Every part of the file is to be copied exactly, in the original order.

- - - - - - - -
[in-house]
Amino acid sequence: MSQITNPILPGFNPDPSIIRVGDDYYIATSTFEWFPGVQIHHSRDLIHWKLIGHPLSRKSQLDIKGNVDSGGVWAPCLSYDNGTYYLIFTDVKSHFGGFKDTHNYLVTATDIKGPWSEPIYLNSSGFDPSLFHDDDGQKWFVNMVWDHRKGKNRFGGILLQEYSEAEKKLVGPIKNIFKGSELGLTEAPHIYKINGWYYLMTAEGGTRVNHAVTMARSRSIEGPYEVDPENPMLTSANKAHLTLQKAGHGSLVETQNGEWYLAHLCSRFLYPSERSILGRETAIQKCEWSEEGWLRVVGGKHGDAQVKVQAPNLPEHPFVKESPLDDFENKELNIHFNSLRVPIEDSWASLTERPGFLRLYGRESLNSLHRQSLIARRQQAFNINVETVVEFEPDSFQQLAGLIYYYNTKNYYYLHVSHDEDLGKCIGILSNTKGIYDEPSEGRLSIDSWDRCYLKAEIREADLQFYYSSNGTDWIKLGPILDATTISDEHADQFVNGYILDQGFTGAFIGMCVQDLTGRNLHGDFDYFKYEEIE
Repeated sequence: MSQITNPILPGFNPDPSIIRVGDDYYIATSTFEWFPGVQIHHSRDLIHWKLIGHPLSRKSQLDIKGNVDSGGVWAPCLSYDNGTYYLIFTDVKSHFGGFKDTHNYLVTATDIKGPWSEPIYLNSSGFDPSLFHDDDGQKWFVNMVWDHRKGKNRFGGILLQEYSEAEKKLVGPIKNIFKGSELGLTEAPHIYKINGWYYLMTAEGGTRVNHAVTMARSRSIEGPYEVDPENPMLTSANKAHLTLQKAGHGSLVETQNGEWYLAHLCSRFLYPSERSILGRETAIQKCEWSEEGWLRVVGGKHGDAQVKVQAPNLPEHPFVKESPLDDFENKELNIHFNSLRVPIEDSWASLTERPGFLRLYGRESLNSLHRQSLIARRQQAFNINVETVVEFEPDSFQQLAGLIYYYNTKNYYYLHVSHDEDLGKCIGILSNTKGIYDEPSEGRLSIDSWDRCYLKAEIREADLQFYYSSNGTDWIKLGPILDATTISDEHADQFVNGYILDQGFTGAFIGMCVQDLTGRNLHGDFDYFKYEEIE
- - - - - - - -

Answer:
[in-house]
Amino acid sequence: MSQITNPILPGFNPDPSIIRVGDDYYIATSTFEWFPGVQIHHSRDLIHWKLIGHPLSRKSQLDIKGNVDSGGVWAPCLSYDNGTYYLIFTDVKSHFGGFKDTHNYLVTATDIKGPWSEPIYLNSSGFDPSLFHDDDGQKWFVNMVWDHRKGKNRFGGILLQEYSEAEKKLVGPIKNIFKGSELGLTEAPHIYKINGWYYLMTAEGGTRVNHAVTMARSRSIEGPYEVDPENPMLTSANKAHLTLQKAGHGSLVETQNGEWYLAHLCSRFLYPSERSILGRETAIQKCEWSEEGWLRVVGGKHGDAQVKVQAPNLPEHPFVKESPLDDFENKELNIHFNSLRVPIEDSWASLTERPGFLRLYGRESLNSLHRQSLIARRQQAFNINVETVVEFEPDSFQQLAGLIYYYNTKNYYYLHVSHDEDLGKCIGILSNTKGIYDEPSEGRLSIDSWDRCYLKAEIREADLQFYYSSNGTDWIKLGPILDATTISDEHADQFVNGYILDQGFTGAFIGMCVQDLTGRNLHGDFDYFKYEEIE
Repeated sequence: MSQITNPILPGFNPDPSIIRVGDDYYIATSTFEWFPGVQIHHSRDLIHWKLIGHPLSRKSQLDIKGNVDSGGVWAPCLSYDNGTYYLIFTDVKSHFGGFKDTHNYLVTATDIKGPWSEPIYLNSSGFDPSLFHDDDGQKWFVNMVWDHRKGKNRFGGILLQEYSEAEKKLVGPIKNIFKGSELGLTEAPHIYKINGWYYLMTAEGGTRVNHAVTMARSRSIEGPYEVDPENPMLTSANKAHLTLQKAGHGSLVETQNGEWYLAHLCSRFLYPSERSILGRETAIQKCEWSEEGWLRVVGGKHGDAQVKVQAPNLPEHPFVKESPLDDFENKELNIHFNSLRVPIEDSWASLTERPGFLRLYGRESLNSLHRQSLIARRQQAFNINVETVVEFEPDSFQQLAGLIYYYNTKNYYYLHVSHDEDLGKCIGILSNTKGIYDEPSEGRLSIDSWDRCYLKAEIREADLQFYYSSNGTDWIKLGPILDATTISDEHADQFVNGYILDQGFTGAFIGMCVQDLTGRNLHGDFDYFKYEEIE